The Disc: The Big Blue needs a good transfer to do its splendiferous visuals justice, and I’d say this 2.35:1 presentation just about manages to do that. The colour scheme is suitably saturated, bringing to life the deep blue of the sky and ocean while skin tones are colourful without appearing unnatural; there’s a little colour bleeding on occasion, but it’s not blatant. In general the film has a delicately textured, filmlike look with a light and soft layer of grain that deepens to a moderate or thick (but still soft) layer depending on how dark each scene is. As with the other Blu-rays in this Besson Collection the contrast and brightness appear high, with blooming whites and crushed blacks, but there’s a lot of sunlight in this film so it’s hard to say how much of this stems from the cinematography. Image clarity is pretty solid, The Big Blue exhibits that slightly softish look of an 80s film, but fine detail is solid enough without there being too many instances of noticeable edge enhancement – nor is there any obvious noise reduction in play.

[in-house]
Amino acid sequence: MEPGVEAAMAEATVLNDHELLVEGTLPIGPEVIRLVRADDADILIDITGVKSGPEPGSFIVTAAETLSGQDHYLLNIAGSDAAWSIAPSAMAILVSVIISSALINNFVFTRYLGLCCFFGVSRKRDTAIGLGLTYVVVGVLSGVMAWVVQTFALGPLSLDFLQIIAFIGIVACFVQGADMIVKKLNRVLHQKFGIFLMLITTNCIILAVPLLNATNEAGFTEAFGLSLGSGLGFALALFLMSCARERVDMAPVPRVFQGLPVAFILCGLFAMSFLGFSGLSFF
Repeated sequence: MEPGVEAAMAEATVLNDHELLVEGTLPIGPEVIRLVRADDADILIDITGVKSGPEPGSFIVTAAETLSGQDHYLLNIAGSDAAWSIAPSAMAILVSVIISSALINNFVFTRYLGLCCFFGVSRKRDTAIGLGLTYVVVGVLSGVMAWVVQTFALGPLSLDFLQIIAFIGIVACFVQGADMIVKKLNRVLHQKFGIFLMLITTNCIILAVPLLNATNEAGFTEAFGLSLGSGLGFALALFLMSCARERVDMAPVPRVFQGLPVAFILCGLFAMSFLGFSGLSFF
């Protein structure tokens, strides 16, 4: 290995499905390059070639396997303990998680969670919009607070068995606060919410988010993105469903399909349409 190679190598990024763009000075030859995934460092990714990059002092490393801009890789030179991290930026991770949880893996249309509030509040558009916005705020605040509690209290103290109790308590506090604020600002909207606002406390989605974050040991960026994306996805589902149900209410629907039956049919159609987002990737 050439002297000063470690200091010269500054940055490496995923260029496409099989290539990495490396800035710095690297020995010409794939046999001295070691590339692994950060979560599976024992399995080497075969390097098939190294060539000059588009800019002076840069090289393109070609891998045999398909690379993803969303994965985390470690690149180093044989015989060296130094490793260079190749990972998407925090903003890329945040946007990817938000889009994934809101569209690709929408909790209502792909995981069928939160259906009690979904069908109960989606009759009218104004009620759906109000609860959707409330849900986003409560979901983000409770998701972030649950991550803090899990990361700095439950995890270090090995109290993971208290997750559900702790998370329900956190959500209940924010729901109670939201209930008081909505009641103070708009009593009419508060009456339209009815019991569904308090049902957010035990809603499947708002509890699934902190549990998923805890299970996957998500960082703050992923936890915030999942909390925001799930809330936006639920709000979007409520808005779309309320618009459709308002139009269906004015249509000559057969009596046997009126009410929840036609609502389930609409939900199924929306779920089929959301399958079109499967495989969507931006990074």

There are two versions of The Big Blue crammed onto this BD-50 disc, the 168-minute extended “Version Longue” edit and a 137 Theatrical Cut (although the IMDB lists the theatrical runtime as 132-minutes, so maybe this is a slightly extended version), so the AVC encode has an understandably low average bitrate of 16.41Mbps and 18.77Mbps for the extended and theatrical versions respectively. Sure enough this means the transfers come with compression artefacts in the form of mild blocking and banding, and poorly defined grain, but it’s not too bad considering the sheer amount of HD video on the disc. There’s little to no difference in quality between the two transfers, there’s a slight difference in framing where the Theatrical Cut may show a couple more pixels of information at the top of the frame and a couple of pixels less at the bottom of the frame compared to the Version Longue, but you can apply my comments above on the transfer of the Version Longue edit to the transfer of the Theatrical Cut.